Some other rules indicated how to pass the script on to the next analyst in the script, how long each member had to respond to a baton pass, how long each analyst had for the steps, and how to communicate defects. Setting up these expectations allowed for dealing with issues efficiently and support script progression.

  1. Utilize user-friendly tools

It took some trial and error before choosing Sherlock for Epic HER as our tool for defect reporting. We tried various tools for tracking defects. Many involved obtaining detailed security access. Some were not user-friendly.

The Epic testing toolkits included suggestions for utilizing Sherlock as a defect tracking tool. CereCore Epic analysts were already familiar with Sherlock as a means to reach out to Epic for issue resolution. To add this use case would mean less ramp-up and no security changes.

Within Sherlock, we created “tags” for each phase of testing (app testing, integrated testing, etc.) to extract the data easily. For issues where Epic support wasn’t needed we used the status “Customer – In Progress” and the ticket type of “project tracking”. To analyze defects reported during testing, we utilized the search functionality to search by the specific tag and download the search results in a .xml file. From there, were easily able to create an Excel pivot table for analysis.

  1. Create an environment of ownership and collaboration

Internally referred to as the Epic “One” team, our CereCore Epic resources were brought together to support growth and enhance collaboration. This created a unique challenge in that some of these team members had not interacted with each other before. We supported collaboration by empowering multiple script owners (who were application leads) to oversee each script and to create their own community during testing. The testing coordinator oversaw script owners and helped to answer questions and navigate any roadblocks.

Script owner meetings pulled in all project leads for each application that was needed for their script. The leadership group was intentionally not included in these discussions to allow the teams to work together, complete the scripts, and have candid conversations. Dates were assigned by the testing coordinator for data prep, script completion, and testing. The rest of the efforts were then handled by the application analysts. During testing, twice daily huddles were where each script owner reported on the status of their script. Any defects were discussed as a group and all applications were represented in the discovery discussion. If there were script fails, the team discussed how to retest or mitigate issues.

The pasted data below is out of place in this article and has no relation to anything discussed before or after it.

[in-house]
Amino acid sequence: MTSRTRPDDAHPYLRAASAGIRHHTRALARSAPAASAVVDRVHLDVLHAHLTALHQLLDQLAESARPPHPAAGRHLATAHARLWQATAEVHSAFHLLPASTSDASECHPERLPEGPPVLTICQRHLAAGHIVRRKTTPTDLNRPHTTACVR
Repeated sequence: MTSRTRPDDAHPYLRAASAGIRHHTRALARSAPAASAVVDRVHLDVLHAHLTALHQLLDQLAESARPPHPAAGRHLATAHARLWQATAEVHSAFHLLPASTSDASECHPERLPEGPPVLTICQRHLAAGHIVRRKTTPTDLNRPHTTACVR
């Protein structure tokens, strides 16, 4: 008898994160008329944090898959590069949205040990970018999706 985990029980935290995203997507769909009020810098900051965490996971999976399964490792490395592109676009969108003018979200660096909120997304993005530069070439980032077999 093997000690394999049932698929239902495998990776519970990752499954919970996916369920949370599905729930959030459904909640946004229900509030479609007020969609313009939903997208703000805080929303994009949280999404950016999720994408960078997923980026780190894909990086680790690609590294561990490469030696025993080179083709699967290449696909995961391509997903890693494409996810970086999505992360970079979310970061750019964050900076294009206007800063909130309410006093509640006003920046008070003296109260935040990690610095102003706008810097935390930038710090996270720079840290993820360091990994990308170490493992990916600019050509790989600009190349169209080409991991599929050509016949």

Through these virtual testing communities, our team members became much more familiar with each other. They began to quickly identify gaps in workflows that needed to be fixed, as well as lean on each other’s strengths as they talked about script goals. In my role as a testing coordinator, I noted that the team became much more at ease openly discussing issues without leadership to intervene.

Results that speak for themselves

We have been able to successfully complete testing virtually for both software upgrades and new implementations. In reviewing our most recent upgrade to those prior, we reduced our scheduled downtime for the move to production by one hour (from a four-hour window to three). We also were able to reduce the time needed to support upgrade issues from one week to three days because normal reporting incident levels resumed within a couple of days of the upgrade. This can be attributed to multiple factors such as strong team coordination, transparency in the process, and solid project management, but the results speak for themselves. I hope the insights we’ve learned can encourage EHR leaders using any platform to embrace new methods for project execution.